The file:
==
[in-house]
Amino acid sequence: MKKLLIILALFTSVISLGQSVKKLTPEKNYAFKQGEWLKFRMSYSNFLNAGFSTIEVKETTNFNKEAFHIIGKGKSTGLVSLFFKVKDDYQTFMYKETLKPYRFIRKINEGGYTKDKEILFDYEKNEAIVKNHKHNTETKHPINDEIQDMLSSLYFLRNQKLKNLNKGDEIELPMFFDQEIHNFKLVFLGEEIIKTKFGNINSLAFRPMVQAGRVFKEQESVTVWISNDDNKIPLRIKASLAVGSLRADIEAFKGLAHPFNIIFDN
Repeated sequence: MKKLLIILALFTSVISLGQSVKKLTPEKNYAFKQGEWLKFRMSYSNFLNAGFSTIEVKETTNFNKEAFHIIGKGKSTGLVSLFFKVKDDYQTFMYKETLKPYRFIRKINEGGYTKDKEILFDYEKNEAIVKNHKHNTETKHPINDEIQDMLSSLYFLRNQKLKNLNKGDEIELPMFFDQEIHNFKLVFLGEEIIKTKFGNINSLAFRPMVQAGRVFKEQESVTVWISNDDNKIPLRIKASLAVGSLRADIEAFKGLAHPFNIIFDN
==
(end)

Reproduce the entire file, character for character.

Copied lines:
[in-house]
Amino acid sequence: MKKLLIILALFTSVISLGQSVKKLTPEKNYAFKQGEWLKFRMSYSNFLNAGFSTIEVKETTNFNKEAFHIIGKGKSTGLVSLFFKVKDDYQTFMYKETLKPYRFIRKINEGGYTKDKEILFDYEKNEAIVKNHKHNTETKHPINDEIQDMLSSLYFLRNQKLKNLNKGDEIELPMFFDQEIHNFKLVFLGEEIIKTKFGNINSLAFRPMVQAGRVFKEQESVTVWISNDDNKIPLRIKASLAVGSLRADIEAFKGLAHPFNIIFDN
Repeated sequence: MKKLLIILALFTSVISLGQSVKKLTPEKNYAFKQGEWLKFRMSYSNFLNAGFSTIEVKETTNFNKEAFHIIGKGKSTGLVSLFFKVKDDYQTFMYKETLKPYRFIRKINEGGYTKDKEILFDYEKNEAIVKNHKHNTETKHPINDEIQDMLSSLYFLRNQKLKNLNKGDEIELPMFFDQEIHNFKLVFLGEEIIKTKFGNINSLAFRPMVQAGRVFKEQESVTVWISNDDNKIPLRIKASLAVGSLRADIEAFKGLAHPFNIIFDN